Despite the anti-Semitic work of Wagner, and his alienating eccentricity, he was fairly well-regarded in his time as both a composer and as a thinker. Like Hitler, Wagner was also an animal-lover; both were opposed to vivisection and Hitler, in particular, took his love of animals to the point of becoming a vegetarian. Inconsistencies in thought like this are very typical of extreme thinkers.
Much of Wagner’s thought was influential and continues to be now.
His idea of the ‘gersamtkunstwerk’, the total work of art (one that involves all areas of the artistic sphere: art, music, drama, etc) is still an ideal chased by many artistic practitioners. His use of ‘leitmotivs’ in his operatic work signals in the use of ‘themes’ in films to announce characters; think of John William’s Indiana Jones theme or the music in Jaws. Wagner’s thought was also influenced by Schopenhauer, and the use of Eastern mythic structures and themes in his work comes mainly from his own interpretation of Schopenhauer. This East-meets-West theorising, although basic in Wagner’s work, is still something that many practitioners work within today.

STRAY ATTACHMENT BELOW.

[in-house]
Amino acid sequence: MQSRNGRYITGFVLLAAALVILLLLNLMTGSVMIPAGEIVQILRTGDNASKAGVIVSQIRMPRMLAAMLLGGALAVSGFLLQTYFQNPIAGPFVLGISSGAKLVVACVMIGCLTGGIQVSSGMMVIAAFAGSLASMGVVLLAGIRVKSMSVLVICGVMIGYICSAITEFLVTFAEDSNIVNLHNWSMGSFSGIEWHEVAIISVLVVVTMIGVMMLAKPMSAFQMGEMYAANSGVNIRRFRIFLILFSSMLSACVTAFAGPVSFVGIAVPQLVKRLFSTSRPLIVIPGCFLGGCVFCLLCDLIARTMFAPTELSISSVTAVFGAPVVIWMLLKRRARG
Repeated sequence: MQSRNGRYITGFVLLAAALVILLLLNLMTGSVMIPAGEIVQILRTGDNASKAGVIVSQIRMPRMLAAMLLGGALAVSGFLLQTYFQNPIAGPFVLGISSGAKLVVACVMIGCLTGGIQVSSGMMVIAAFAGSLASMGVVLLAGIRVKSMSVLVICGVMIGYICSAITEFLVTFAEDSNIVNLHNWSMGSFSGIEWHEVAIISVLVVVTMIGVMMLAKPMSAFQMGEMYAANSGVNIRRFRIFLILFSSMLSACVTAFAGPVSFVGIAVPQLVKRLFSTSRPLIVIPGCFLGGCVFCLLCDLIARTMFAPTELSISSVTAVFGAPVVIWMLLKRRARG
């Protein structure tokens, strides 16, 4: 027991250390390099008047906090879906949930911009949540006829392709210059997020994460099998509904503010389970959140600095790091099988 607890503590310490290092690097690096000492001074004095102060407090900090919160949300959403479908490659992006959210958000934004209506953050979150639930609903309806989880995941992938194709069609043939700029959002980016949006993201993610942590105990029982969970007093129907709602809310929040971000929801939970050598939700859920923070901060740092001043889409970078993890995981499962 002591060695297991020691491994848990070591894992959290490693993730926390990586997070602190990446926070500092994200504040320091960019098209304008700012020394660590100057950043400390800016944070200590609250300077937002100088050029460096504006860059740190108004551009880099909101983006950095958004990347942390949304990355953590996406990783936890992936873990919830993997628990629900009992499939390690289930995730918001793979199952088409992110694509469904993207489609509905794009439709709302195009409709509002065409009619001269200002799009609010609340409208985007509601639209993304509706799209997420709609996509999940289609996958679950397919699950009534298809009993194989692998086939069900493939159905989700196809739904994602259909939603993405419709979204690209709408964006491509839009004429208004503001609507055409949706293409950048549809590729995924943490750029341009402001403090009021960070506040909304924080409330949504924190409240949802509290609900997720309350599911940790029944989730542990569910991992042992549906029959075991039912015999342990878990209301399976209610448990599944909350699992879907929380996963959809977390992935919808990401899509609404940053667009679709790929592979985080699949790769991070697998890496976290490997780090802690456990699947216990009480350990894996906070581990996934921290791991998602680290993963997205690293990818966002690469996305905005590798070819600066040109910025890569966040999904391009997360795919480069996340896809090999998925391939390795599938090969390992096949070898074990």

It is also worth mentioning that Nietzsche was a friend of Wagner and shared many ideas with him, but that the friendship was broken because Nietzsche felt that Wagner pandered too much to Christian ideals and the new Reich in the late 1800s; displeasure that was written about in a few of Nietzsche’s essays.
Certainly almost all of the philosophers collected and distilled by the Nazis in their ideology had negative aspects and some downright horrible theories but to negate an entire thinker’s work because of certain elements is to hide away from only the disgusting when we should analyse the oeuvre as a whole.
The Nazis did exactly the opposite to this: they collected all the most revolting writing by their ‘chosen-ones’ and pieced it all together, highlighting only the bits they felt supported their own repellent thinking.
This use of the selected parts of thinkers’ and philosophers’ work as justification for acts that seem utterly repulsive, with or without the philosophy, is a common trait among terrorists, either state-sanctioned or not.
Far-right thinkers using selected parts of the Bible, Fundamentalist Muslims using their own interpretations of the Koran; there are countless religious and non-religious groups who make their own theories about their actions by stealing and misappropriating theories from others.
This is, to a degree, a part of human nature; we read, hear, watch and assimilate information, disregard the parts we don’t want to think about and collect together the parts that appeal to us and our ‘personality’. This collected mass of information, theories and philosophy is what makes up our ideas about the world and is what we use to justify our actions.